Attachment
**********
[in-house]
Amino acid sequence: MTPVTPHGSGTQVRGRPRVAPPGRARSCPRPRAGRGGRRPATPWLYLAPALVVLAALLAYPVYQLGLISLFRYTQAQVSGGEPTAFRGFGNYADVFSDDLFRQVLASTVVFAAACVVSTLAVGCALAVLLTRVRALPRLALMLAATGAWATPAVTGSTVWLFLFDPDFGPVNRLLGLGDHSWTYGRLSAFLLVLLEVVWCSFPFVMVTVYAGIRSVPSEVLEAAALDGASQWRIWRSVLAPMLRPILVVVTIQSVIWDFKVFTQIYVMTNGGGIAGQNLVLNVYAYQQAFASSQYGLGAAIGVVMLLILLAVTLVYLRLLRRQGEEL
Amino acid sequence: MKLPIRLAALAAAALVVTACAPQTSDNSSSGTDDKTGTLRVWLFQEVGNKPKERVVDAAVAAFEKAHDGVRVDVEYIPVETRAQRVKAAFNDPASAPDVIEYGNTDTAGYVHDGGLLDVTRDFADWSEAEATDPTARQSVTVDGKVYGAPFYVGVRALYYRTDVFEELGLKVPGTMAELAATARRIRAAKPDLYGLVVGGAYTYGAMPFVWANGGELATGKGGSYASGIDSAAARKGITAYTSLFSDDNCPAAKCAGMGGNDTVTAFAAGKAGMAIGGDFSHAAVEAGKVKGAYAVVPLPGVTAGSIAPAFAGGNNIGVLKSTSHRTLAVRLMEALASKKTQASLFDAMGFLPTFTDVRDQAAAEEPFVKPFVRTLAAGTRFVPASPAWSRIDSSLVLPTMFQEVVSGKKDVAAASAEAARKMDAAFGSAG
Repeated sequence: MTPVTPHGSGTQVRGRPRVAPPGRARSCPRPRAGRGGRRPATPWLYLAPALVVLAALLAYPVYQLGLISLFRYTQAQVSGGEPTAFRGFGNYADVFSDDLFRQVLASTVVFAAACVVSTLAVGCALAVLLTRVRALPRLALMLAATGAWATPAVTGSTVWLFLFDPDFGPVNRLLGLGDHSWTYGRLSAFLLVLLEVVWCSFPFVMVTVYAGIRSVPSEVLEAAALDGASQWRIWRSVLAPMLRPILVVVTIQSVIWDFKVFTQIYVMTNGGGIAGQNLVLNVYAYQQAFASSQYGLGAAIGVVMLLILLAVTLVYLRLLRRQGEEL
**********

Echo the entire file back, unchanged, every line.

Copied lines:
[in-house]
Amino acid sequence: MTPVTPHGSGTQVRGRPRVAPPGRARSCPRPRAGRGGRRPATPWLYLAPALVVLAALLAYPVYQLGLISLFRYTQAQVSGGEPTAFRGFGNYADVFSDDLFRQVLASTVVFAAACVVSTLAVGCALAVLLTRVRALPRLALMLAATGAWATPAVTGSTVWLFLFDPDFGPVNRLLGLGDHSWTYGRLSAFLLVLLEVVWCSFPFVMVTVYAGIRSVPSEVLEAAALDGASQWRIWRSVLAPMLRPILVVVTIQSVIWDFKVFTQIYVMTNGGGIAGQNLVLNVYAYQQAFASSQYGLGAAIGVVMLLILLAVTLVYLRLLRRQGEEL
Amino acid sequence: MKLPIRLAALAAAALVVTACAPQTSDNSSSGTDDKTGTLRVWLFQEVGNKPKERVVDAAVAAFEKAHDGVRVDVEYIPVETRAQRVKAAFNDPASAPDVIEYGNTDTAGYVHDGGLLDVTRDFADWSEAEATDPTARQSVTVDGKVYGAPFYVGVRALYYRTDVFEELGLKVPGTMAELAATARRIRAAKPDLYGLVVGGAYTYGAMPFVWANGGELATGKGGSYASGIDSAAARKGITAYTSLFSDDNCPAAKCAGMGGNDTVTAFAAGKAGMAIGGDFSHAAVEAGKVKGAYAVVPLPGVTAGSIAPAFAGGNNIGVLKSTSHRTLAVRLMEALASKKTQASLFDAMGFLPTFTDVRDQAAAEEPFVKPFVRTLAAGTRFVPASPAWSRIDSSLVLPTMFQEVVSGKKDVAAASAEAARKMDAAFGSAG
Repeated sequence: MTPVTPHGSGTQVRGRPRVAPPGRARSCPRPRAGRGGRRPATPWLYLAPALVVLAALLAYPVYQLGLISLFRYTQAQVSGGEPTAFRGFGNYADVFSDDLFRQVLASTVVFAAACVVSTLAVGCALAVLLTRVRALPRLALMLAATGAWATPAVTGSTVWLFLFDPDFGPVNRLLGLGDHSWTYGRLSAFLLVLLEVVWCSFPFVMVTVYAGIRSVPSEVLEAAALDGASQWRIWRSVLAPMLRPILVVVTIQSVIWDFKVFTQIYVMTNGGGIAGQNLVLNVYAYQQAFASSQYGLGAAIGVVMLLILLAVTLVYLRLLRRQGEEL